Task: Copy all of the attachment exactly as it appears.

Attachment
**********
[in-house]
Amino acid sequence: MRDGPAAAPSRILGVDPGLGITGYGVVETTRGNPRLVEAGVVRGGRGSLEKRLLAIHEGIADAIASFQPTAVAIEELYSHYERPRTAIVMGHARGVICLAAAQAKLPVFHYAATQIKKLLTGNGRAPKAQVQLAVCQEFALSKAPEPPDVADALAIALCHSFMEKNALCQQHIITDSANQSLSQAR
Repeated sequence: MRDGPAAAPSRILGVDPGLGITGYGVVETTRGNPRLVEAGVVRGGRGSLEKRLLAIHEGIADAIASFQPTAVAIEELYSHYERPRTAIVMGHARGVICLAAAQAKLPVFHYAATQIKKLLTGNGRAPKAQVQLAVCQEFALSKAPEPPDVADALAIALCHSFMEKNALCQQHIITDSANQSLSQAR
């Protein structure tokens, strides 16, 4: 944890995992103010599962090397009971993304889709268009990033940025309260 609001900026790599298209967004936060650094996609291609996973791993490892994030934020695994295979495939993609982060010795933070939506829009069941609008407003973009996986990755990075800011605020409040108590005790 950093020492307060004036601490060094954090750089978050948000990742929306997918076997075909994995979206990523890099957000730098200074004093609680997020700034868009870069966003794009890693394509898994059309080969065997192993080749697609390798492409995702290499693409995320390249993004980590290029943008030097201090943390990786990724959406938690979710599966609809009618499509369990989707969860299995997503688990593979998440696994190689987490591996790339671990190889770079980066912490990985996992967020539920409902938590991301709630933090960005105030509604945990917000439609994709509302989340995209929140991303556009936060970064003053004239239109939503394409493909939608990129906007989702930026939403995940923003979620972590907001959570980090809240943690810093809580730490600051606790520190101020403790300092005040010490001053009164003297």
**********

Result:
[in-house]
Amino acid sequence: MRDGPAAAPSRILGVDPGLGITGYGVVETTRGNPRLVEAGVVRGGRGSLEKRLLAIHEGIADAIASFQPTAVAIEELYSHYERPRTAIVMGHARGVICLAAAQAKLPVFHYAATQIKKLLTGNGRAPKAQVQLAVCQEFALSKAPEPPDVADALAIALCHSFMEKNALCQQHIITDSANQSLSQAR
Repeated sequence: MRDGPAAAPSRILGVDPGLGITGYGVVETTRGNPRLVEAGVVRGGRGSLEKRLLAIHEGIADAIASFQPTAVAIEELYSHYERPRTAIVMGHARGVICLAAAQAKLPVFHYAATQIKKLLTGNGRAPKAQVQLAVCQEFALSKAPEPPDVADALAIALCHSFMEKNALCQQHIITDSANQSLSQAR
């Protein structure tokens, strides 16, 4: 944890995992103010599962090397009971993304889709268009990033940025309260 609001900026790599298209967004936060650094996609291609996973791993490892994030934020695994295979495939993609982060010795933070939506829009069941609008407003973009996986990755990075800011605020409040108590005790 950093020492307060004036601490060094954090750089978050948000990742929306997918076997075909994995979206990523890099957000730098200074004093609680997020700034868009870069966003794009890693394509898994059309080969065997192993080749697609390798492409995702290499693409995320390249993004980590290029943008030097201090943390990786990724959406938690979710599966609809009618499509369990989707969860299995997503688990593979998440696994190689987490591996790339671990190889770079980066912490990985996992967020539920409902938590991301709630933090960005105030509604945990917000439609994709509302989340995209929140991303556009936060970064003053004239239109939503394409493909939608990129906007989702930026939403995940923003979620972590907001959570980090809240943690810093809580730490600051606790520190101020403790300092005040010490001053009164003297």